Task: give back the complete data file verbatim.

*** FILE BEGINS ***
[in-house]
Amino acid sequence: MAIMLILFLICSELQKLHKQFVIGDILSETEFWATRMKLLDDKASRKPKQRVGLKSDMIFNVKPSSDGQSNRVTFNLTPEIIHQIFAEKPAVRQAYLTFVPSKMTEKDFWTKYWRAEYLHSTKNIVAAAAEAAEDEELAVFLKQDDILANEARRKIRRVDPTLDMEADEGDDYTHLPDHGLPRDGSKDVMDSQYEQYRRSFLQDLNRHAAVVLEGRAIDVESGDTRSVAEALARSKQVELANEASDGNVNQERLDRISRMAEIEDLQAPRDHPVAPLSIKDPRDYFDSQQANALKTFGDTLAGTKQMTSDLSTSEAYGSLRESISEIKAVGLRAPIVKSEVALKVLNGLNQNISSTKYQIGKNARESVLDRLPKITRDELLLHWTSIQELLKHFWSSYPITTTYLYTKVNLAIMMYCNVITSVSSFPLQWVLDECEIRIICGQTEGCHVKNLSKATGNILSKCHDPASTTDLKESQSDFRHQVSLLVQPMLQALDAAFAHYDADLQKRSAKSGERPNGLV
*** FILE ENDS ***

[in-house]
Amino acid sequence: MAIMLILFLICSELQKLHKQFVIGDILSETEFWATRMKLLDDKASRKPKQRVGLKSDMIFNVKPSSDGQSNRVTFNLTPEIIHQIFAEKPAVRQAYLTFVPSKMTEKDFWTKYWRAEYLHSTKNIVAAAAEAAEDEELAVFLKQDDILANEARRKIRRVDPTLDMEADEGDDYTHLPDHGLPRDGSKDVMDSQYEQYRRSFLQDLNRHAAVVLEGRAIDVESGDTRSVAEALARSKQVELANEASDGNVNQERLDRISRMAEIEDLQAPRDHPVAPLSIKDPRDYFDSQQANALKTFGDTLAGTKQMTSDLSTSEAYGSLRESISEIKAVGLRAPIVKSEVALKVLNGLNQNISSTKYQIGKNARESVLDRLPKITRDELLLHWTSIQELLKHFWSSYPITTTYLYTKVNLAIMMYCNVITSVSSFPLQWVLDECEIRIICGQTEGCHVKNLSKATGNILSKCHDPASTTDLKESQSDFRHQVSLLVQPMLQALDAAFAHYDADLQKRSAKSGERPNGLV